United Kingdom Puccini, La rondine: (New production by Tom Hawkes): Soloists and Chorus of Opera Holland Park, City of London Sinfonia, Conductor: Peter Selwyn. Holland Park, London, 7.7.2011. (JPr)
If the modern musicals Miss Saigon and Rent are modern edgier versions of Madama Butterfly and La bohème, then La rondine is a saccharine sweet and very anodyne early twentieth-century ‘take’ on Verdi’s La traviata … without any consumption or death. (Though there have been versions where the scarlet woman Paulette – who is the courtesan Magda in disguise – walking into the sea at the end and drowning herself.) Until his death Puccini was never happy with La rondine. I had never heard La rondine before and came away thinking I still hadn’t. For some reason thoughts of Andrew Lloyd Webber came repeatedly into my mind. How marvellous it is that there can be such parallel musical inspiration because what with the main theme – here Chi il bel sogno di Doretta which Prunier (a poet) and Magda sing during a soiree in Act I – being dispensed with during the first 15 minutes of the evening and musically it all going downhill from there, I was reminded many time of what I had read and heard from Lloyd Webber’s ill-fated Phantom sequel, Love Never Dies.
The story is very slim indeed; in Paris, Magda, the mistress of Rambaldo a wealthy banker, seeks true love and believes she finds it with Ruggero at Bullier’s (an upmarket Café Momus). Penniless but content they are living (here in a hotel) by the sea but Rambaldo wants her back, however Ruggero wants to marry her. She has a notorious past and is not the ‘good, humble, chaste and virtuous’ woman Ruggero’s conservative mother wants for her son and so – like a swallow – she flies back to her protector’s arms. Add in an over-written second amorous couple, Prunier and Lisette, the maid and aspiring singer, some disguises and a major case of mistaken identity – and it is the stuff of most operettas. Certainly this latter pair are involved in one of the most tedious passages of music Puccini must have ever written as Lisette faffs around changing her clothes before, herself, going to Bullier’s. This, as well as, some of the dance music in Act II, could be cut to make for a less drawn out evening that this slight material does not warrant.
Peter Rice’s elegant set designs provides some arches as the backdrop for a spacious conservatory for Act I, which opens up to provide the open-air pavilion of Bullier’s dance-hall in Act II and a sun-bleached hotel terrace for Act III. This has hints of the gilding and glass art of fin de siècle Paris and the rise of Art Nouveau, as do the pastel shades of his costumes for the women. There was also quite an Impressionist atmosphere to it all.
The cast was headed by the gifted soprano Kate Ladner who after a slightly tentative start as Magda revealed some eloquent phrasing, a flawless technique, exquisite pianissimos and some vocal heft when required. She brought her character vividly to life with all her heart-on-her-sleeve emotional turmoil. Most of this must have been in part due to the dramatic persuasiveness of Tom Hawkes’s unfussy direction and some strong acting throughout by all concerned.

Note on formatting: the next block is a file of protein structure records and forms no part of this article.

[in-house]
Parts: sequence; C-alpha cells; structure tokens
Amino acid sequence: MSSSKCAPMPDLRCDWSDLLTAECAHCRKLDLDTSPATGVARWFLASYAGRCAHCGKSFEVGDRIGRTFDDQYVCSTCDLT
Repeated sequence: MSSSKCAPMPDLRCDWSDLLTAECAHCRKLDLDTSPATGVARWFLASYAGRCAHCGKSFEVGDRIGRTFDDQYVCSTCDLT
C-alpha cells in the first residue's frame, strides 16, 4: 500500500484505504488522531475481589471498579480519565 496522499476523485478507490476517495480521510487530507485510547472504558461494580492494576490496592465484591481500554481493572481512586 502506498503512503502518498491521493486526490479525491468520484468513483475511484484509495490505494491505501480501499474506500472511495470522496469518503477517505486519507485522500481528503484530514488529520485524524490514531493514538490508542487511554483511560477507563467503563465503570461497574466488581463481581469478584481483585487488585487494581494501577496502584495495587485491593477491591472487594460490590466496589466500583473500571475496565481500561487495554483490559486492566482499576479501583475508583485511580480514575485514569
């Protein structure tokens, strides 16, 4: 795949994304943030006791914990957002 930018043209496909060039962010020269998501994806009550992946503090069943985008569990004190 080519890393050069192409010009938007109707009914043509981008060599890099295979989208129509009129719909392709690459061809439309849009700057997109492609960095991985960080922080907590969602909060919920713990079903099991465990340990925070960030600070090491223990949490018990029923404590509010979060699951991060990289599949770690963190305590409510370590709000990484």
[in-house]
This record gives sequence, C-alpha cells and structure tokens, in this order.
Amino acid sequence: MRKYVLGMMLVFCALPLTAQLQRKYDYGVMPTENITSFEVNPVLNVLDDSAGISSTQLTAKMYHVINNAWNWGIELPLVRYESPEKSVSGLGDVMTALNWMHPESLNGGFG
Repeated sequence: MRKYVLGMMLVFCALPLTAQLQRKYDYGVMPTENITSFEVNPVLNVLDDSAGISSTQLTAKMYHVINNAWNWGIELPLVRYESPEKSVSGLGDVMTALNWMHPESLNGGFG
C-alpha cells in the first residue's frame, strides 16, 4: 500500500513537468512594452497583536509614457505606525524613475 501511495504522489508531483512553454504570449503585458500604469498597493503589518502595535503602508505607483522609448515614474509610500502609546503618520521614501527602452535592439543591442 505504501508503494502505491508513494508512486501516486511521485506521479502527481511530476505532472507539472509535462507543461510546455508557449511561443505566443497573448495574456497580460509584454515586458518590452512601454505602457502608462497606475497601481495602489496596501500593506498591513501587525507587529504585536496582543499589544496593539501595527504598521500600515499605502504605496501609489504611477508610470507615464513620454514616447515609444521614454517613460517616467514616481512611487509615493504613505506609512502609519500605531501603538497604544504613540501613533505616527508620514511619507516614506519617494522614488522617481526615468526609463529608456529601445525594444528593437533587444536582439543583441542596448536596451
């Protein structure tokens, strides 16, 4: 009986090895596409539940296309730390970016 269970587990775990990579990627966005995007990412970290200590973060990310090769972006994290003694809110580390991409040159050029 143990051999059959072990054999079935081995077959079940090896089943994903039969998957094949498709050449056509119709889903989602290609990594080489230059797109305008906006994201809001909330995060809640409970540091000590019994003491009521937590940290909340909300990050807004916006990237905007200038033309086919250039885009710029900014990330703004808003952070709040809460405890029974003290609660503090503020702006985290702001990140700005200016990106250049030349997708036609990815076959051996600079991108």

The rest of the cast (including many of the smaller roles) were no real match for her and their often slighter voices failed to carry towards the back of the auditorium where I was sitting. With all the distracting noises of a London park at dusk I wonder whether OHP have ever considered enhancing the sound from the stage in some way. Hye-Youn Lee was Magda’s pert, sassy and slightly neurotic maid Lisette and her casting was quite apt since much of her music strangely looks back to Butterfly or forward to Turandot.
It was the male voices that let down the performance somewhat; Nicholas Todorovic as Rambaldo exuded gravitas, but his underpowered voice failed to match his physical presence. As Prunier, Hal Cazalet has the slight voice of a character tenor when I felt this significant role needed a bigger, more assertive, sound. The weakest link was Seán Ruane as Ruggero; not only did there seem little real chemistry between him and Magda, his voice was much too tight and thin and had little Italianate tone. To succeed a performance of La rondine needs two exceptional voices in the leading roles and cannot just rely on one.
The chorus have their big ensemble moment in Act II and seemed to revel in it making an impressive sound. Less impressive was the sound from the 40 members of the City of London Sinfonia who excelled in the more intimate moments but could do nothing with Puccini’s more luscious melodies. Again to succeed this work needs an orchestral wall of sound at times and singers able to overcome it, otherwise we stray even further into the world of Johann Strauss II and Lehár or West End musicals. The conductor, Peter Selwyn, clearly has a great affection for the music but could do little to bring across its real passion and exuberance with so few musicians around him.
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